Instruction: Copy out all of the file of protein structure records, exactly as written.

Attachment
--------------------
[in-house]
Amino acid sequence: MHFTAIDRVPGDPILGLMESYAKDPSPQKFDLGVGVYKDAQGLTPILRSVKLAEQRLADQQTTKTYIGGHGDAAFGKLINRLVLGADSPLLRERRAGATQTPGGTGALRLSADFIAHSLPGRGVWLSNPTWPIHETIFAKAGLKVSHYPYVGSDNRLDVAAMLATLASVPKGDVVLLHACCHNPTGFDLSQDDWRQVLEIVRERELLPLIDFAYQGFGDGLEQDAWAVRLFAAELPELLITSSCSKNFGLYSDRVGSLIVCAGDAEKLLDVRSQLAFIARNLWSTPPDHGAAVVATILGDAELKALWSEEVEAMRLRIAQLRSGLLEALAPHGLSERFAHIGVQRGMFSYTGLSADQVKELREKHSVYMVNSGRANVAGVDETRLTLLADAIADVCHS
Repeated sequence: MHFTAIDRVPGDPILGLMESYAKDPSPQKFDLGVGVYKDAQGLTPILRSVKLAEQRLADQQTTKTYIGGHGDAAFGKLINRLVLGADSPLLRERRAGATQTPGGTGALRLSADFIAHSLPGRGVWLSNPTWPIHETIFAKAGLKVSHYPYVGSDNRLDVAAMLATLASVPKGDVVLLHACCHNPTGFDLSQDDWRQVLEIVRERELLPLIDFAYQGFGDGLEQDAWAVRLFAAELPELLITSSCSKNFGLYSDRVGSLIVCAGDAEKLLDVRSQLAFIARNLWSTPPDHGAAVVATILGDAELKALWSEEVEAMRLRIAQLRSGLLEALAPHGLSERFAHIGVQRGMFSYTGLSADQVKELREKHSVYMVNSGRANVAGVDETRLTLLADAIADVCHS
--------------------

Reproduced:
[in-house]
Amino acid sequence: MHFTAIDRVPGDPILGLMESYAKDPSPQKFDLGVGVYKDAQGLTPILRSVKLAEQRLADQQTTKTYIGGHGDAAFGKLINRLVLGADSPLLRERRAGATQTPGGTGALRLSADFIAHSLPGRGVWLSNPTWPIHETIFAKAGLKVSHYPYVGSDNRLDVAAMLATLASVPKGDVVLLHACCHNPTGFDLSQDDWRQVLEIVRERELLPLIDFAYQGFGDGLEQDAWAVRLFAAELPELLITSSCSKNFGLYSDRVGSLIVCAGDAEKLLDVRSQLAFIARNLWSTPPDHGAAVVATILGDAELKALWSEEVEAMRLRIAQLRSGLLEALAPHGLSERFAHIGVQRGMFSYTGLSADQVKELREKHSVYMVNSGRANVAGVDETRLTLLADAIADVCHS
Repeated sequence: MHFTAIDRVPGDPILGLMESYAKDPSPQKFDLGVGVYKDAQGLTPILRSVKLAEQRLADQQTTKTYIGGHGDAAFGKLINRLVLGADSPLLRERRAGATQTPGGTGALRLSADFIAHSLPGRGVWLSNPTWPIHETIFAKAGLKVSHYPYVGSDNRLDVAAMLATLASVPKGDVVLLHACCHNPTGFDLSQDDWRQVLEIVRERELLPLIDFAYQGFGDGLEQDAWAVRLFAAELPELLITSSCSKNFGLYSDRVGSLIVCAGDAEKLLDVRSQLAFIARNLWSTPPDHGAAVVATILGDAELKALWSEEVEAMRLRIAQLRSGLLEALAPHGLSERFAHIGVQRGMFSYTGLSADQVKELREKHSVYMVNSGRANVAGVDETRLTLLADAIADVCHS